Having grown up before this enhanced digital age, or any digital age, for that matter, there was always an understood hierarchy of things. There was the standout performer who stood alone in the spotlight backed happily by a strong chorus. The chorus enjoyed the shadows, keenly aware that the only way to remain on stage was to offer support to the most talented and charismatic one--The Star. On occasion, a member of the chorus made the leap to center stage through hard work and determination and a bit of serendipity in the form of a broken leg or strained vocal chords.
In today's world of Facebook, Twitter, and Pinterest, excessive self-promotion has assured everyone a spot on center stage. The spotlight has become a floodlight and the shadows of the chorus are all but non-existent. Everyone is singing their solo at the same time, in different keys, and the result is a screeching cacophony of sounds.
Social media's relentless hype toward self-promotion has made everyone into a star, whether they deserve the title or not. Simply shout louder and more frequently than the person next to you, and voila--instant name recognition.
I agree that social media has a place and its advent can be extremely helpful in highlighting undiscovered talent. It has value. It's a great voice for the people to be heard and create a
dialogue about what matters. A tweet that shares a wry
observation on a relatable topic is a welcome respite from the mundane.
But just because someone has figured out a way to shout louder than everyone else doesn't mean they are worth listening to. To wit, it's also important to remember that a world without social media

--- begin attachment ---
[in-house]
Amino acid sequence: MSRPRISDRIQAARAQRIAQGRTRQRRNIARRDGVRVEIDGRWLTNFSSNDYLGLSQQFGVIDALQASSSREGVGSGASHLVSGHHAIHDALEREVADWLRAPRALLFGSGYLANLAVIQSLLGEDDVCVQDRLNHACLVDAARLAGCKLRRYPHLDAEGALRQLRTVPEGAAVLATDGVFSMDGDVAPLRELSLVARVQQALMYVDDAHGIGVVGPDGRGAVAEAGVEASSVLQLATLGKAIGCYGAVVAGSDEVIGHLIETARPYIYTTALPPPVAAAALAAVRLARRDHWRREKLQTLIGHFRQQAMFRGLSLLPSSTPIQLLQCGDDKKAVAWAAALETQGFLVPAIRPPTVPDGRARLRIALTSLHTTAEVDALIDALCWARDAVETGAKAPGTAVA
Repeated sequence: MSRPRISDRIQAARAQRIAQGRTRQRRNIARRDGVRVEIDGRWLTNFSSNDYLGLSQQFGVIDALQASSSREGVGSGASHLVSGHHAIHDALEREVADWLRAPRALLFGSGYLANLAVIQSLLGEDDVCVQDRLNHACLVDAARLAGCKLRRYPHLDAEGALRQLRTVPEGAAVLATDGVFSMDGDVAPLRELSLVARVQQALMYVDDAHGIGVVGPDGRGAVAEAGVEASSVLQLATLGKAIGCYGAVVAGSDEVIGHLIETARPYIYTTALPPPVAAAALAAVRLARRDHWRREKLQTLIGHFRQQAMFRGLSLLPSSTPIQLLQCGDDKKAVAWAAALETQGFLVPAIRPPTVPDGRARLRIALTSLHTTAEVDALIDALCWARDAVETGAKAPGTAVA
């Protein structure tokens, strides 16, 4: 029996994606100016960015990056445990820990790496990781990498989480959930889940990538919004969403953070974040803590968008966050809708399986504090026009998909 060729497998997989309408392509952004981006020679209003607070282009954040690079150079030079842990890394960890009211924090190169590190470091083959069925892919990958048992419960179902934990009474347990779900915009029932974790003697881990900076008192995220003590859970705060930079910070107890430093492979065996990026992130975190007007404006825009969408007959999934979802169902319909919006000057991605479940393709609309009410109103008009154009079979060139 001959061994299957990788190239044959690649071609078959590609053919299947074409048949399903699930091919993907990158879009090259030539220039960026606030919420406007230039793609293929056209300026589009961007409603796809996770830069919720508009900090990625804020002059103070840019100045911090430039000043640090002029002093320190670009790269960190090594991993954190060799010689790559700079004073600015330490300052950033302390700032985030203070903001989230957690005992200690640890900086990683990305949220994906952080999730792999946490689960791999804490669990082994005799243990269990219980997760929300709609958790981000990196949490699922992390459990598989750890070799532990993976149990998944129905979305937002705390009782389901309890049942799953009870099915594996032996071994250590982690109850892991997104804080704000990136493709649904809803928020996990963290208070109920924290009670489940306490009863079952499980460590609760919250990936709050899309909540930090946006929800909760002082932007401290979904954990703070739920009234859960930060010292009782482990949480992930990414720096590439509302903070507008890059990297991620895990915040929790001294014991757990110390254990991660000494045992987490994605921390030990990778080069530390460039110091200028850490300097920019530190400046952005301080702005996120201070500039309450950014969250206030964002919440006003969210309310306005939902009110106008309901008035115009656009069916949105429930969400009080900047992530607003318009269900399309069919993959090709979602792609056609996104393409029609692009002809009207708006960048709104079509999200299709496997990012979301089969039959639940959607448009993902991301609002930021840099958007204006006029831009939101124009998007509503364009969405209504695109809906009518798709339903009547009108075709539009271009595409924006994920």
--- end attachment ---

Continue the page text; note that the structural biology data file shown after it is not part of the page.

would be a world without the runaway hit of Shades of Grey or Occupy Wall Street. Take that any way you want....But the point is that quantity of followers doesn't always translate into deserving success.
We used to disdain the person calling attention to themselves as desperate and cheap, like the girl in class who waved her hand excitedly as if to compel the teacher to 'pick her! pick her!' Interestingly enough, that girl didn't always have the right answers. Oftentimes the correct answer was given by the girl sitting just behind her who was obscured by the overeager student.
But if there is so much self-promotion and self-interest, can the most self-absorbed amongst us be trusted to notice anyone else? It takes an awful lot of energy to shout "Look at me! Look at me!" the result being that there is little time to look at anyone else.
And that's a pity.
Yes, social media definitely has a place. We just have to figure out where that is, exactly.
Yes, many of us have succumbed to the vast, uncharted territory of cyberspace, but I believe weariness is beginning to set in. Mozart never had a facebook page or a twitter account and neither did Hemingway or Sinatra, well, you get the point.
So you over there, the one flailing your arms wildly, please remember to use your inside voice and could you just take two steps to your left?
There's someone right behind you that I've been interested in meeting.